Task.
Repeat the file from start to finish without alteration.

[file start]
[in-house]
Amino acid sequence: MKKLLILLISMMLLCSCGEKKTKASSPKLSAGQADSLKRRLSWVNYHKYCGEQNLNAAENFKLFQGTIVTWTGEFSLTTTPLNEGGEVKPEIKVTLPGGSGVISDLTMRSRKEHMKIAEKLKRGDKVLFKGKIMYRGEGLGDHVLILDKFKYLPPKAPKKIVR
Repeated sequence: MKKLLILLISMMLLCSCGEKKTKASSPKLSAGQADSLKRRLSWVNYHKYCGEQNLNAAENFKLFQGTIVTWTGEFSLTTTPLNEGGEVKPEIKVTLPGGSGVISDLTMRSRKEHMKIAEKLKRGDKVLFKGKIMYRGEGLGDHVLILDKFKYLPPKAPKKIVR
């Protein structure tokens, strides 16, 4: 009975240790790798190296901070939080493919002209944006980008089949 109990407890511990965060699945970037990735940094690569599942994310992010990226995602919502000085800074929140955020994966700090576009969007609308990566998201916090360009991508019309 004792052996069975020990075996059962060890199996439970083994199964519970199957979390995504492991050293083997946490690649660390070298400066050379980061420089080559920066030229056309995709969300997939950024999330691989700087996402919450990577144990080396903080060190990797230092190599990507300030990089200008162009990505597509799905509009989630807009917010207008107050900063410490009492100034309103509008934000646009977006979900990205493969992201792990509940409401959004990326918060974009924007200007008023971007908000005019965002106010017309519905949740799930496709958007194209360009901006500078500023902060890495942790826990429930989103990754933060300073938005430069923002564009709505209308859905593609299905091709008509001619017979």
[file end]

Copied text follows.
[in-house]
Amino acid sequence: MKKLLILLISMMLLCSCGEKKTKASSPKLSAGQADSLKRRLSWVNYHKYCGEQNLNAAENFKLFQGTIVTWTGEFSLTTTPLNEGGEVKPEIKVTLPGGSGVISDLTMRSRKEHMKIAEKLKRGDKVLFKGKIMYRGEGLGDHVLILDKFKYLPPKAPKKIVR
Repeated sequence: MKKLLILLISMMLLCSCGEKKTKASSPKLSAGQADSLKRRLSWVNYHKYCGEQNLNAAENFKLFQGTIVTWTGEFSLTTTPLNEGGEVKPEIKVTLPGGSGVISDLTMRSRKEHMKIAEKLKRGDKVLFKGKIMYRGEGLGDHVLILDKFKYLPPKAPKKIVR
């Protein structure tokens, strides 16, 4: 009975240790790798190296901070939080493919002209944006980008089949 109990407890511990965060699945970037990735940094690569599942994310992010990226995602919502000085800074929140955020994966700090576009969007609308990566998201916090360009991508019309 004792052996069975020990075996059962060890199996439970083994199964519970199957979390995504492991050293083997946490690649660390070298400066050379980061420089080559920066030229056309995709969300997939950024999330691989700087996402919450990577144990080396903080060190990797230092190599990507300030990089200008162009990505597509799905509009989630807009917010207008107050900063410490009492100034309103509008934000646009977006979900990205493969992201792990509940409401959004990326918060974009924007200007008023971007908000005019965002106010017309519905949740799930496709958007194209360009901006500078500023902060890495942790826990429930989103990754933060300073938005430069923002564009709505209308859905593609299905091709008509001619017979």